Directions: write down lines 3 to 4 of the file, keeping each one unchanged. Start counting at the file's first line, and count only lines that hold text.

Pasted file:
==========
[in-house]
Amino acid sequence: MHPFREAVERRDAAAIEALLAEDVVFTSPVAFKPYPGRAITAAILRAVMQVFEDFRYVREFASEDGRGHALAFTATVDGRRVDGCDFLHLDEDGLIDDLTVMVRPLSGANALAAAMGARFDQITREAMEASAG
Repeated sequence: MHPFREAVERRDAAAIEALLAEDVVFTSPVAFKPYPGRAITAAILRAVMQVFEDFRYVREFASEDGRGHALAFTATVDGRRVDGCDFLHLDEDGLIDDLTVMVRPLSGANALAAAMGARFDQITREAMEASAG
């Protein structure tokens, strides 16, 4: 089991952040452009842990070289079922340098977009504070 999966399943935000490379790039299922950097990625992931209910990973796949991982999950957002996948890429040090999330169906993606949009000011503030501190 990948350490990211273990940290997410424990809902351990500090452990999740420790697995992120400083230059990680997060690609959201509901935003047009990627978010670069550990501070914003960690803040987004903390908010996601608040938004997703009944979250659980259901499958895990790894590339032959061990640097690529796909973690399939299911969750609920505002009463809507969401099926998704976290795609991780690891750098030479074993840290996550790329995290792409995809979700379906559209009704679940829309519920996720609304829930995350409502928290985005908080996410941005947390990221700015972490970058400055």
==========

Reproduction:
Repeated sequence: MHPFREAVERRDAAAIEALLAEDVVFTSPVAFKPYPGRAITAAILRAVMQVFEDFRYVREFASEDGRGHALAFTATVDGRRVDGCDFLHLDEDGLIDDLTVMVRPLSGANALAAAMGARFDQITREAMEASAG
């Protein structure tokens, strides 16, 4: 089991952040452009842990070289079922340098977009504070 999966399943935000490379790039299922950097990625992931209910990973796949991982999950957002996948890429040090999330169906993606949009000011503030501190 990948350490990211273990940290997410424990809902351990500090452990999740420790697995992120400083230059990680997060690609959201509901935003047009990627978010670069550990501070914003960690803040987004903390908010996601608040938004997703009944979250659980259901499958895990790894590339032959061990640097690529796909973690399939299911969750609920505002009463809507969401099926998704976290795609991780690891750098030479074993840290996550790329995290792409995809979700379906559209009704679940829309519920996720609304829930995350409502928290985005908080996410941005947390990221700015972490970058400055």